Research published by Dr. Linda Nielsen of Wake Forest University also reviewed multiple studies of shared parenting. Her research found that children whose parents shared equally in parenting had better academic outcomes and familial relationships, and were more likely to be financially successful later in life.
Finally, shared parenting may become the default here because of the ways the laws are structured regarding relocation. A parent who wishes to move and retain custody must petition to the court to do so depending on where he or she wants to relocate. (So if you live in San Antonio and want to move to Calaveras, you should be fine. But if you get a job in Houston, it’s a different story altogether.) Because of this, may families end up living relatively close by to one another, even after a divorce. This physical closeness can make shared parenting easier.
Are there drawbacks to shared custody?
There may be. This is some question of the premises of these benefits:
- The experience of some experts that the presumptions favoring shared custody put parental interests ahead of children’s best interests. If courts fail to accurately judge the children’s best interests, shared custody may place parental and judicial views of “fairness” over children’s needs.
- Some of the same research that found benefits to shared custody also suggested that the family’s characteristics influence the benefit of shared custody for adolescent children.
- Children may learn to suppress their developmental and emotional needs to comply with “fairness.”
- Children must travel and live between two households. Some describe feeling pressured and rootless, and report feelings of:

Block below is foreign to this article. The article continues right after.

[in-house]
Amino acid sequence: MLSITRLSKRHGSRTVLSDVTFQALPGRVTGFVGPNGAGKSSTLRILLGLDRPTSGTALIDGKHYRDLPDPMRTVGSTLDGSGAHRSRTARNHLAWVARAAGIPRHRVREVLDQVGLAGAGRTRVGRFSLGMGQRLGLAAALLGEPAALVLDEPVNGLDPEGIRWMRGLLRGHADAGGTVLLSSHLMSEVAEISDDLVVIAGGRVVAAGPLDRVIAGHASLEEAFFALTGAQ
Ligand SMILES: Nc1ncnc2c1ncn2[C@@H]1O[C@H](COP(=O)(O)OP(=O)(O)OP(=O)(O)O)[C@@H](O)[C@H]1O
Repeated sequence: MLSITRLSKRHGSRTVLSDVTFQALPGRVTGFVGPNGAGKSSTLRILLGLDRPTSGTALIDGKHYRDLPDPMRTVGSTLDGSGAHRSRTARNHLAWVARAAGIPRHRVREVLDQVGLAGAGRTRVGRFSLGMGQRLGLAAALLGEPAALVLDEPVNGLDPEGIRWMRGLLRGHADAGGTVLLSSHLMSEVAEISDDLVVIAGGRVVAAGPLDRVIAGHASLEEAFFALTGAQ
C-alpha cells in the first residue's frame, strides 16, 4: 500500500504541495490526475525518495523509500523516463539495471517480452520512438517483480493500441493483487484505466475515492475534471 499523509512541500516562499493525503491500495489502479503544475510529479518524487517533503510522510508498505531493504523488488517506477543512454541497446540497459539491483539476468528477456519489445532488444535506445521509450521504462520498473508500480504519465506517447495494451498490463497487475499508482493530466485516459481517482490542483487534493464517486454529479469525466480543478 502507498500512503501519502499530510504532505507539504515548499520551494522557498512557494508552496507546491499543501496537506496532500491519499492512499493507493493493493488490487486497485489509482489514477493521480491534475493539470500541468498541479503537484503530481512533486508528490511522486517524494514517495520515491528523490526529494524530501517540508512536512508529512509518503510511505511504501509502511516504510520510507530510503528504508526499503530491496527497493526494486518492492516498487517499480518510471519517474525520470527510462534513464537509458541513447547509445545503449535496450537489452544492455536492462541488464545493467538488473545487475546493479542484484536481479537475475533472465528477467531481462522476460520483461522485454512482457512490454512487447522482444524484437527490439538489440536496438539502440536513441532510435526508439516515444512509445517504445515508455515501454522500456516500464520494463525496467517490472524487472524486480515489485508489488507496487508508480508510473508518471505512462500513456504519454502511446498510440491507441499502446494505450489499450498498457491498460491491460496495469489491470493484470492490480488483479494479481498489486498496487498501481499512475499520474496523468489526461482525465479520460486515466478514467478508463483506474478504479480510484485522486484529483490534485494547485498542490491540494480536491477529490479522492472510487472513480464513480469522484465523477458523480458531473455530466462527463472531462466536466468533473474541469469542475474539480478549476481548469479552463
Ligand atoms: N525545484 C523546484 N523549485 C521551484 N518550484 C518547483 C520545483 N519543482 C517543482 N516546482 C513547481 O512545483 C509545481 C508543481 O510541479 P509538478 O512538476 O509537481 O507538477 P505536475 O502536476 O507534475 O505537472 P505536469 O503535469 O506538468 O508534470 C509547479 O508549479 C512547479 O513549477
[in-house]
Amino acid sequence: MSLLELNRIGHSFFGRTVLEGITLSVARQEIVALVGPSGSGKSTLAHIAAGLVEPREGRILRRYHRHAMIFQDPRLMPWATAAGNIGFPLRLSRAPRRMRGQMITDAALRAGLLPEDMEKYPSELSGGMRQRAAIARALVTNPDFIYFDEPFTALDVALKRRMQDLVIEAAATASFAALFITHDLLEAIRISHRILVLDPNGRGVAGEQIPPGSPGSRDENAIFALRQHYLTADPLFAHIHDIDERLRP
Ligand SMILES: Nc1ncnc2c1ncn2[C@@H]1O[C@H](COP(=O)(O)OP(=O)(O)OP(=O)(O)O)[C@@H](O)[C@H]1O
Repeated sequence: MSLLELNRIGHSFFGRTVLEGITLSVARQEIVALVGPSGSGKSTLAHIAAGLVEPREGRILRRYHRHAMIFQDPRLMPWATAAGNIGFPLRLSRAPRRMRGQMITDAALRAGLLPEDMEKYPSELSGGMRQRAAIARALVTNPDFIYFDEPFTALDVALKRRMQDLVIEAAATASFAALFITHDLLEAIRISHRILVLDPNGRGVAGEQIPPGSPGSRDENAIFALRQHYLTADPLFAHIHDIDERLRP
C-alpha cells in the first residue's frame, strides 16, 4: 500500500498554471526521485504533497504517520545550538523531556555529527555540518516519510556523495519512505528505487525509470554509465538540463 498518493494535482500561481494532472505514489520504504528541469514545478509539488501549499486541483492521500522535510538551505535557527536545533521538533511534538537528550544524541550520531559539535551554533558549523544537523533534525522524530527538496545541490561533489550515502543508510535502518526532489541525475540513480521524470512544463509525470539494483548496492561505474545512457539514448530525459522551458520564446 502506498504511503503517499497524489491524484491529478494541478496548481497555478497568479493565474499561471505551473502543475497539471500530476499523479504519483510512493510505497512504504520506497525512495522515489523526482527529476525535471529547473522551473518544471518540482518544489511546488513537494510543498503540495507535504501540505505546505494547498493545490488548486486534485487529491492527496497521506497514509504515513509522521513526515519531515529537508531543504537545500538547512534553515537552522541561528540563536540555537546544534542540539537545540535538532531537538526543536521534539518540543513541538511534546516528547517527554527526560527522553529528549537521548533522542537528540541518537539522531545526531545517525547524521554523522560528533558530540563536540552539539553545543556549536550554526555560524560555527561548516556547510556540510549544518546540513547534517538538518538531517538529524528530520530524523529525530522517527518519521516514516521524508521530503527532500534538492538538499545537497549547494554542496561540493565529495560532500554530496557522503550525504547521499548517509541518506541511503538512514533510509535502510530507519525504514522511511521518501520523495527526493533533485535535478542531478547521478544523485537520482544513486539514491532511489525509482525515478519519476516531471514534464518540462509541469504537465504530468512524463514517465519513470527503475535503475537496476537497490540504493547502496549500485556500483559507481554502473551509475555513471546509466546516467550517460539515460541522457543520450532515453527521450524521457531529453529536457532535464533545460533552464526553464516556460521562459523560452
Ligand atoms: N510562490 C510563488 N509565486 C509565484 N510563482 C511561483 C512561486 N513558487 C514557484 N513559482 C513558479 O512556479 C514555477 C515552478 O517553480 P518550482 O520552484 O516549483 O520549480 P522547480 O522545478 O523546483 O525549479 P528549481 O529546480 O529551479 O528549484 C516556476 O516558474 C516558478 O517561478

- Academic failure
- Reduced self-esteem
- Disruption of social relationships
It is worth noting, too, that shared parenting may not be possible in some cases, and that children can still grow up feeling loved and being cared for even if they don’t spend as much physical time with each parent. For example, if one parent is deployed overseas, or is stationed in a different state, that does not mean the military parent cannot contribute meaningfully and substantially to his or her children’s lives. If one parent works odd hours, or has a disability that prevents him or her from being able to physically care for the children, share custody would be detrimental, not beneficial.
If you are facing a divorce or ending a relationship, you should consider consulting with a San Antonio child custody attorney to consider the kind of custody arrangement that would be in the best interests of your child. A standard possession order might be appropriate for your family, but a different arrangement might serve your family better. The lawyers at Grable Grimshaw PLLC can help you discover the best solution and assist you in obtaining a possession and access agreement that benefits your child and protects your parental rights. We can represent you through all aspects of child custody, as well as divorce, including representing you in court. Our attorneys are here to advocate for the best interests of your family. Call 210-963-5297 or fill out our contact form today to set up a free, initial consultation with a member of our San Antonio legal team.